I think the first question you should ask, before thinking about tools
do I mean about project management?*
- Are we talking about assessing the risk and cost of a project? If so
you'll need some budgeting tools and a way to determine the risk for the
- Are we talking about creating a time line and tracking hours worked on
the project? If so you'll need to create a way to determine tasks, estimate
project hours, and track the time on a project.
- Are we talking about determining deliverables and creating
requirements? If so you'll want to create a project charter that lists out
deliverables and write a requirements document.
I could go on and on, but I won't because it'll be boring.
I'm actually working on notes for an article/blog post/presentation (I
haven't decided yet) that discusses all of the different things you
can/should/might do to manage a project, I'm willing to share the
incomplete version if anyone is interested.
I agree wholeheartedly with Gabe, you'll want to keep these things light.
Each will likely need to be customized to meet the needs of the projects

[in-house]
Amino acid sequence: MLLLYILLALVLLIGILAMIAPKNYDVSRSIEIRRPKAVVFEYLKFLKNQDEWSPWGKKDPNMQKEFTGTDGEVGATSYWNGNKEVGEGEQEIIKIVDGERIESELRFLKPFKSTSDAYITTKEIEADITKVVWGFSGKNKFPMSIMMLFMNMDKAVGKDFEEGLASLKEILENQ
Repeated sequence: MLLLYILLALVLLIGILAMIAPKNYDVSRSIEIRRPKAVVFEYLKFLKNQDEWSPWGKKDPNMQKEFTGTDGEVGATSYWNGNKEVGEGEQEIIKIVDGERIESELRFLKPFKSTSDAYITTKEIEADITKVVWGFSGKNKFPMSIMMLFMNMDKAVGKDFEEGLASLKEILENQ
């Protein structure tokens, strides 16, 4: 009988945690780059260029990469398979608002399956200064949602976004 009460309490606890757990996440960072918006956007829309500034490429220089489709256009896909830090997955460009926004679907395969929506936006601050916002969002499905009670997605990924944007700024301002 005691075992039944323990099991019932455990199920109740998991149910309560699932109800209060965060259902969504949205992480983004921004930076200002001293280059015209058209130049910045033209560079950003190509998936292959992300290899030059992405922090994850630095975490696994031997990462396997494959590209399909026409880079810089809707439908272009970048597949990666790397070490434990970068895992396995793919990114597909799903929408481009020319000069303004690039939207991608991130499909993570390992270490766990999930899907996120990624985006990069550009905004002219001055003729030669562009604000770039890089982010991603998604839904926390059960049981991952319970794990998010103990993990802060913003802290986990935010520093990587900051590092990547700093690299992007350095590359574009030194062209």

you're working on. I'm a HUGE fan of Google Docs and I've created a bunch
of templates for most of the items I've listed above as well as for
and bunch of other tools I have in my back pocket. What's nice about
keeping these templates handy is that I can create one at a moments notice,
so even if I'm in an impromptu meeting, I can take notes (as long as I have
my laptop). Of if I'm in a kickoff meeting I can start working on a
project one pager with the team in the middle of the meeting.
So all of that stuff is great, but now I'm going to get on my soap box
(obligatory disclaimer: I'm a project manager).
When I talk about project management, I'm usually referring to ushering the
project through to completion. Making sure that all the balls that are
being juggled continue to stay up in the air. I think a lot of projects
fail because they either worry too much about the tools and not enough
about the juggling or they worry too much about the juggling and not about
the tools. You need to strike a balance between the two. The number one
tool that I would recommend for project management is a Project Manager.
They can handle all the note taking, meeting scheduling, writing, pushing
back, quality assurance, ticket writing, and anything else that stresses
out the project team. This frees the team up to do the actual work that
needs to happen on a project. And if you hire a good project manager, they
won't get in the way and just be a paper pusher, they'll actually support
the team, allow them to flourish, try new things, and think outside the box.
On Fri, Feb 24, 2012 at 8:27 AM, Jason Ronallo <[log in to unmask]> wrote:
> On Thursday, February 23, 2012, Shaun Ellis wrote:
> > > Simple todo's beat
> > > complex task management every time.
> > https://trello.com/
> We use Trello for some linear workflows, like digitization. I like the
> model a lot for being simple and visual.